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L.A. County Public Health Covid-19 Report: 9 New Deaths, 255 New Positive Cases

On Saturday, the L.A. County Department of Public Health reported 9 new deaths from Covid-19 and 255 new positive cases.

While data showed that transmission rates remains low in the County, case numbers and deaths announced today may reflect delays in weekend reporting.

Today’s data brings L.A. County to a total of 24,439 deaths from the coronavirus, and 1,247,361 confirmed cases.

At time of reporting, 219 County residents are hospitalized with Covid-19. 20% of them are in the ICU. Test results have now been made available to more than 6,944,000 people, with 17% of them testing positive.

Two of the people whose deaths were reported today were over the age of 80. One person who died was between the ages of 65 and 79, while six were between the ages of 50 and 64.

Today, Public Health noted that it is continuing to track the spread of Covid variants within L.A. County. The Department is particularly concerned about Delta variants (formerly known as Indian variants) which appear even more transmissible than other highly contagious variants. They first began noticing cases of the Delta variant (and related Kappa variants) in April. While cases of Delta-variant Covid infection initially appeared in small numbers, 64 have now been identified, most of which were detected in the County in recent weeks.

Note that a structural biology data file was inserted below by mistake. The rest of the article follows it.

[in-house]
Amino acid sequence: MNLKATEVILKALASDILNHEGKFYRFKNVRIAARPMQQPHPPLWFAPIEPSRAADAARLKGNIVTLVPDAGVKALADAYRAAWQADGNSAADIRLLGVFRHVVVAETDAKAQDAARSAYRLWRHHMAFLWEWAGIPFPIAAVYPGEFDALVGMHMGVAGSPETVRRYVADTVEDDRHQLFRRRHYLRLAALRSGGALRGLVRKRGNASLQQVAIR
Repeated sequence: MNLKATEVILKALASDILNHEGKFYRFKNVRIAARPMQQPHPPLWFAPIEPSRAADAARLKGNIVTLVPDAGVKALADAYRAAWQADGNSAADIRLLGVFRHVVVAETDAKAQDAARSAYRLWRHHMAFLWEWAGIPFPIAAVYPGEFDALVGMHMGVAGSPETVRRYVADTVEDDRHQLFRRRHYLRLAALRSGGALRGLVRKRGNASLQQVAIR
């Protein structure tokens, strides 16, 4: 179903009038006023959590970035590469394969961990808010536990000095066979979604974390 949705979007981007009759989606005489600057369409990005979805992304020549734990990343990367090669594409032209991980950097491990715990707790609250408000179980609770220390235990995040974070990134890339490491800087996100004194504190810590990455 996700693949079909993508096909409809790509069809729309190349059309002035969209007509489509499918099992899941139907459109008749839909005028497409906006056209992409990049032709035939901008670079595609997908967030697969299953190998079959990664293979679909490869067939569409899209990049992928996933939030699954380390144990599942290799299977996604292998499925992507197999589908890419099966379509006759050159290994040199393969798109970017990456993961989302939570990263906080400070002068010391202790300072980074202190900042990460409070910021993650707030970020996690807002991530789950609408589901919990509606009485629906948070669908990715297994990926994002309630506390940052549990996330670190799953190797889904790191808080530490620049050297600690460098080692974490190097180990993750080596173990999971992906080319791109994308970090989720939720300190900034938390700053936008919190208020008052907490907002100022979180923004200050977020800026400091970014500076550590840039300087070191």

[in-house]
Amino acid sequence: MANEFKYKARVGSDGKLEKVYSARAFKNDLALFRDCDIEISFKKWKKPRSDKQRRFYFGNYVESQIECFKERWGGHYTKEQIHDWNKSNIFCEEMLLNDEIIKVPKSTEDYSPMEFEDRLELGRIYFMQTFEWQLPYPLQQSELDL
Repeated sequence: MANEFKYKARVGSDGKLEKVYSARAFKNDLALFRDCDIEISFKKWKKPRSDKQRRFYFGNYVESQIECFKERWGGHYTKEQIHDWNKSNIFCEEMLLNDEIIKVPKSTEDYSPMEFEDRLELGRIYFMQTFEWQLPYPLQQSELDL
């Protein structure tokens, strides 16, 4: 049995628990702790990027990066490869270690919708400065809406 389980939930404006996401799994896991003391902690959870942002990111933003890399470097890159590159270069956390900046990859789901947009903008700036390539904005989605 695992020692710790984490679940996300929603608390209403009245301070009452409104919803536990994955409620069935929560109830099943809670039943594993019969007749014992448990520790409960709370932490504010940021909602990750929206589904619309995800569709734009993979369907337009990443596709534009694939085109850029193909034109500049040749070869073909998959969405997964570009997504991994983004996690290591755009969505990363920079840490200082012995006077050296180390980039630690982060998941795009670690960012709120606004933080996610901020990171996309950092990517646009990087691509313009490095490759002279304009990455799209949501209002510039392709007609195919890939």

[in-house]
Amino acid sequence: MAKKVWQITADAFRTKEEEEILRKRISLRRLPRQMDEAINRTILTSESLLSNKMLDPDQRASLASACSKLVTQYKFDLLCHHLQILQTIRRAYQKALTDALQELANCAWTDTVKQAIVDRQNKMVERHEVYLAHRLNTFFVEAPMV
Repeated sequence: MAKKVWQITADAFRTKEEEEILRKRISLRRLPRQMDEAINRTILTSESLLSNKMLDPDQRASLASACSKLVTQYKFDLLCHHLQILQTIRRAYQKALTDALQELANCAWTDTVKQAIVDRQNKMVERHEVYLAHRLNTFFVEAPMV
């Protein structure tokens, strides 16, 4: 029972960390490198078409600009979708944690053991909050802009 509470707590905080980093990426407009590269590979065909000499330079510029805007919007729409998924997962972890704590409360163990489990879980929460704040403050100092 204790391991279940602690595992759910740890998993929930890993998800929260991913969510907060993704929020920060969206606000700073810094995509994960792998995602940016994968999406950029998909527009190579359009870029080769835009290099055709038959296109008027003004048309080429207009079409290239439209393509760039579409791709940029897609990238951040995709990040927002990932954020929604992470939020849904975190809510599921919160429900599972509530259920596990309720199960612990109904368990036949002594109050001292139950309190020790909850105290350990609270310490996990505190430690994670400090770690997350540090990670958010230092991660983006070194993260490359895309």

The good news, though, is that Covid-19 vaccines continue to be widely available. “The science and the data are clear, vaccines are the best way to protect yourself against COVID-19 and the Delta variant…After 16 months of enormous upheaval and loss in our County, we can now share a genuine sense of hope,” said Public Health director Barbara Ferrer. “I want to encourage everyone to get vaccinated as soon as you are able.”

On June 15, L.A. County joined the state of California, in its transition to a full reopening. At present, workplaces remain under Cal/OSHA standards, which allow most fully vaccinated employees to stop wearing masks. Masks are still required, though, for workers in public transit and at transportation hubs, as well as at K-12 schools, child care sites, children’s camps, youth serving programs, health care facilities, state and local correctional and detention facilities, and emergency and homeless shelters.


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